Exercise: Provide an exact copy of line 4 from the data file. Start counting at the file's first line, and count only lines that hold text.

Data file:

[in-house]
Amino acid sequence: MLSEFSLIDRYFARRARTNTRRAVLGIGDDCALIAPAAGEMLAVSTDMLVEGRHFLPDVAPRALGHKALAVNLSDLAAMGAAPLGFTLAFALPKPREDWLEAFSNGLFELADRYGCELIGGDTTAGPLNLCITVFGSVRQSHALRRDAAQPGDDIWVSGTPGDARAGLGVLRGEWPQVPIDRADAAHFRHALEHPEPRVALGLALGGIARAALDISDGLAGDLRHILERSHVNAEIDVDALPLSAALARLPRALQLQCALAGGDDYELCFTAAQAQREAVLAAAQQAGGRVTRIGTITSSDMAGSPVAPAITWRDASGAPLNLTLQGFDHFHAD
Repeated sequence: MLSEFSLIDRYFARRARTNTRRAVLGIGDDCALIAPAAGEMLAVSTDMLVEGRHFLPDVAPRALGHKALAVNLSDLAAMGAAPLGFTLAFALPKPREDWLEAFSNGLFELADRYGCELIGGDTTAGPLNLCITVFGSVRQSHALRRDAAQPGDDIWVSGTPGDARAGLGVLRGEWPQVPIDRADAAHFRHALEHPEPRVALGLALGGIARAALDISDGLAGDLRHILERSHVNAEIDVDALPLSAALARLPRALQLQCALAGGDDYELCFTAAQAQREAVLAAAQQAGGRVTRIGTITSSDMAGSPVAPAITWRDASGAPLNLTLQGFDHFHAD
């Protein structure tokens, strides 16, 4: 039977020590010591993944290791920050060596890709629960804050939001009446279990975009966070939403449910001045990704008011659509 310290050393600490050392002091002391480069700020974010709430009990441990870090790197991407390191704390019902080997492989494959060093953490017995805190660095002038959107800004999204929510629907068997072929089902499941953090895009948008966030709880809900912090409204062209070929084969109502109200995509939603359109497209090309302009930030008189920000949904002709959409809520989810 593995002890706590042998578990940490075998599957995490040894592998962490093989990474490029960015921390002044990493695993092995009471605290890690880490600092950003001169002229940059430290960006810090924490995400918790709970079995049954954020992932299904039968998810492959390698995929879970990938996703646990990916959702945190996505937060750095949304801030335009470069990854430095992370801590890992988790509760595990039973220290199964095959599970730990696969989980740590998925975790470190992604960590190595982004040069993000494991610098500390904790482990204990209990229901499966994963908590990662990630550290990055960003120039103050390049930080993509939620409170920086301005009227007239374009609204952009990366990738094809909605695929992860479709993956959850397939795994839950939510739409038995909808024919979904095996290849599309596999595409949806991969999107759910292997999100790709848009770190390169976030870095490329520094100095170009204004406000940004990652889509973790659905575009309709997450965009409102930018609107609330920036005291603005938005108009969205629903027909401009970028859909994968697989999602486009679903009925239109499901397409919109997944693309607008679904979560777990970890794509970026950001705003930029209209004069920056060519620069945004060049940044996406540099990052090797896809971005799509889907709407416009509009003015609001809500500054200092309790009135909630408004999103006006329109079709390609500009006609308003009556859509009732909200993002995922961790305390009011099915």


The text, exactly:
């Protein structure tokens, strides 16, 4: 039977020590010591993944290791920050060596890709629960804050939001009446279990975009966070939403449910001045990704008011659509 310290050393600490050392002091002391480069700020974010709430009990441990870090790197991407390191704390019902080997492989494959060093953490017995805190660095002038959107800004999204929510629907068997072929089902499941953090895009948008966030709880809900912090409204062209070929084969109502109200995509939603359109497209090309302009930030008189920000949904002709959409809520989810 593995002890706590042998578990940490075998599957995490040894592998962490093989990474490029960015921390002044990493695993092995009471605290890690880490600092950003001169002229940059430290960006810090924490995400918790709970079995049954954020992932299904039968998810492959390698995929879970990938996703646990990916959702945190996505937060750095949304801030335009470069990854430095992370801590890992988790509760595990039973220290199964095959599970730990696969989980740590998925975790470190992604960590190595982004040069993000494991610098500390904790482990204990209990229901499966994963908590990662990630550290990055960003120039103050390049930080993509939620409170920086301005009227007239374009609204952009990366990738094809909605695929992860479709993956959850397939795994839950939510739409038995909808024919979904095996290849599309596999595409949806991969999107759910292997999100790709848009770190390169976030870095490329520094100095170009204004406000940004990652889509973790659905575009309709997450965009409102930018609107609330920036005291603005938005108009969205629903027909401009970028859909994968697989999602486009679903009925239109499901397409919109997944693309607008679904979560777990970890794509970026950001705003930029209209004069920056060519620069945004060049940044996406540099990052090797896809971005799509889907709407416009509009003015609001809500500054200092309790009135909630408004999103006006329109079709390609500009006609308003009556859509009732909200993002995922961790305390009011099915």